There is no choice, but to take the bike apart here and now and see what we can do.
Walter digs out his tools and starts working out a plan.
This is going to be hard work, need to take off the Safari Fuel tank, get the broken bits unstuck from the frame etc. Walter decides he would rather get to the next village to find a mechanic. So he gets his spare packing straps out and literally straps the rear end onto the front end to hold it together while I ride.
A bit tricky for me to straddle the straps on each side for the ride.  Had a lot of trouble getting my leg over both straps and then balance myself to start up and ride.
But once I was riding and standing up,  it wasn’t a problem at all.  Just don’t stop!
To keep the weight off the rear end, Walter ended up taking my rear bag and tank bag with him on his bike. He rode behind me for a while just to make sure it would work.
After several kilometres, he motions that he will ride ahead to find a mechanic.
First village, he waves me on… no mechanic.
He passes me by and gets to a café stop…  I pull over and he says no luck here either.. I told him the bike seems fine, I am sure we can make it to the next major town this way.  He agrees and motors ahead.
A few kilometres further and I find Walter stopped by the side of the road.  I’m getting used to stopping with my legs around the straps.  He then says we have a problem.
My tank bag is missing.  He had tied it on to his luggage when the bike broke.  He asked me what is in the tank bag.
“Well, my shoes!!” I could tell by the look on his face that shoes are not important, you can get more.. Then I said, “My Russian language book!”  That one is more important as after I carry on through Russia without him, I will be needing it.  That was enough for him to say he’d go back to find it.
We are 80 km from the next café stop, and he wants me to get there on my own.  He took my spare fuel bottle and started backtracking.
I don’t know how he will find it, because I am always behind him. For him to drop the tank bag, and for it to land on the road would not be missed by me, because I have my eyes on the road, the ENTIRE road, full time while scanning my next move.  I did not see any evidence of my tank bag!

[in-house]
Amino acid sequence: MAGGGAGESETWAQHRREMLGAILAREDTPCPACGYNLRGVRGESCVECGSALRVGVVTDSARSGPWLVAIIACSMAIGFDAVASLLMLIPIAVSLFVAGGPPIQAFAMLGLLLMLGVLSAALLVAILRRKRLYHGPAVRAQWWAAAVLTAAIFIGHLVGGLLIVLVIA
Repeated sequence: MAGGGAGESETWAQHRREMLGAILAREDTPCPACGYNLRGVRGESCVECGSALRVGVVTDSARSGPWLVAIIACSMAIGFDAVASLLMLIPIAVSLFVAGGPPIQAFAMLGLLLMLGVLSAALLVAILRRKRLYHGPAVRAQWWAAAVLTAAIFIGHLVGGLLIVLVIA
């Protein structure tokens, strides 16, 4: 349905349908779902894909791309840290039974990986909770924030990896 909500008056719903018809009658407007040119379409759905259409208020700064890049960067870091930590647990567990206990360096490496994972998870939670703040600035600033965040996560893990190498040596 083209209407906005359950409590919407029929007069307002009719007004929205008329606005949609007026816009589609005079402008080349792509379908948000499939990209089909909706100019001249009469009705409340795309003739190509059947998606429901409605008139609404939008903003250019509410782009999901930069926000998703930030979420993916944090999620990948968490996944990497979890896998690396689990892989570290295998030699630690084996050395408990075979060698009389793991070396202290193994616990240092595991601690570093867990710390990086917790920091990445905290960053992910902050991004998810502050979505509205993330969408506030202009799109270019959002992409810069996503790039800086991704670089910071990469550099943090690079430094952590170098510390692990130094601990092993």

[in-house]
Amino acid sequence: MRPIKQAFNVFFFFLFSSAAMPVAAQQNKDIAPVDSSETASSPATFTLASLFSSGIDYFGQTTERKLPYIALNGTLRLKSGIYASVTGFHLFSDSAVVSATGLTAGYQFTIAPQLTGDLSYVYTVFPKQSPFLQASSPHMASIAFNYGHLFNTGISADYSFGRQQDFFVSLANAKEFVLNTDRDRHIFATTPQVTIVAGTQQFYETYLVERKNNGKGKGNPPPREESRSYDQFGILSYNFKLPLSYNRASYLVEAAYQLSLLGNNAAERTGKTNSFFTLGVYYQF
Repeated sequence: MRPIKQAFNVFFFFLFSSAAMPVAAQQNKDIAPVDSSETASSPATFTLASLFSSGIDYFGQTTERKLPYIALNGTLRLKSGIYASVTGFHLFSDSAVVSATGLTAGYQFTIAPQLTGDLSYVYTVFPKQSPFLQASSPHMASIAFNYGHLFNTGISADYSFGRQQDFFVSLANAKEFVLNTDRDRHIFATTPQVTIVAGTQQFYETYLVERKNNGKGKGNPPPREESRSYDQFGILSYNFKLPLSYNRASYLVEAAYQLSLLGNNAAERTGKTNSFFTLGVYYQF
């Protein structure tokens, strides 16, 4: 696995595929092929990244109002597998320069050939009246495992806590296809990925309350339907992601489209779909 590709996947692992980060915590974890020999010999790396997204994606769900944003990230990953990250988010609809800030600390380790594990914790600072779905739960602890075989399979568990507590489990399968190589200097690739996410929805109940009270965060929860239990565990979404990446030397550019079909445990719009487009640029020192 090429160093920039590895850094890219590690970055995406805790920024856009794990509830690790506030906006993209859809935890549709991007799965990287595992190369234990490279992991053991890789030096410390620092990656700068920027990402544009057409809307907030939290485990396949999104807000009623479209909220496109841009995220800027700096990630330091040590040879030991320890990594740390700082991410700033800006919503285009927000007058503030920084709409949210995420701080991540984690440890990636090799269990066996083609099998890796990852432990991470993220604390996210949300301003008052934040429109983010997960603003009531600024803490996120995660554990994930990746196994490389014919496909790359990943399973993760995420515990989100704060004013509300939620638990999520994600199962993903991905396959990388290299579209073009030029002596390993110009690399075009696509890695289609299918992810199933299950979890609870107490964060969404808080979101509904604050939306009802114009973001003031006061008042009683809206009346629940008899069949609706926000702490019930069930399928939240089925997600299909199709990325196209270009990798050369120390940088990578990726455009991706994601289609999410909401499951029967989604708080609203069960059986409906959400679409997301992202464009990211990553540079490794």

I’m glad he wants to find it though; I really want my shoes… 😉  My riding boots are torture to walk around in…
As I ride forward I start to worry about it being gone forever. Then I realize, my Russian documents are in that bag!!  The most important part!  You cannot imagine what a drama it would be to replace my official Russian documents!
I hope he remembers that is where I keep them, now it is even more important to find the bag.
About 10 km down the road, I just made a decision.  “He will find my bag”.  Chose not to worry a moment more and get to the café.
I enjoyed that ride. The road was weird and all over the place, sandy and rocky, then up and down hills of compacted mud, which was more like a motor-cross track. I was zooming along and felt like I had good control while the bike was going over those bumps like a rocking horse.  Good fun!
About an hour later, around 25 km from the café, I had a thought come to my head, “He’s found my bag”…
Went on to the café to wait!
I arrived around 5:30 pm, and had a nice cup of tea with a Mars bar.
So many bugs outside, they are insane!  There were several truckers there.  They all come around to see my bike, which must look funny with the straps. We have our little bits of conversation; I try to explain the problem.  I point to a bolt that was missing from the pannier frame as well.  It probably popped off when the frame broke.  A trucker went to his cab, got his toolbox out and had it fixed up in no time.  This will help support the weakened frame to the panniers and straps for sure.
I thought about asking if he could do the sub-frame bolts, but chose not to until Walter was here to tell them exactly what to do since he is familiar with the problem.
Explaining to them about how to take off the Safari fuel tank using sign language would have been possible, but not ideal…
Waiting waiting for Walter..
These cool kids pull in to check out my bike.
I am more interested in theirs!
I wait again in the café.  So many people have stopped for a meal and left.  Always looking at me and trying to ask questions.  A single woman who speaks “angliski”, and a motorcycle to boot, I am quite a sight in this part of the world.
Another handy motorcycle pulls in…
Not much point to owning a car around here, as they would be switching back to snowmobile soon?
Finally around 7:30 pm, after 2 long hours since arriving and 3 hours since he turned back… I see the little light in the distance.
I am very glad to see Walter pull in, and didn’t try to look if the tank bag came back. But there it was… I knew it!!!  I love it!!!  Hallelujah dance number 2 for the day!!!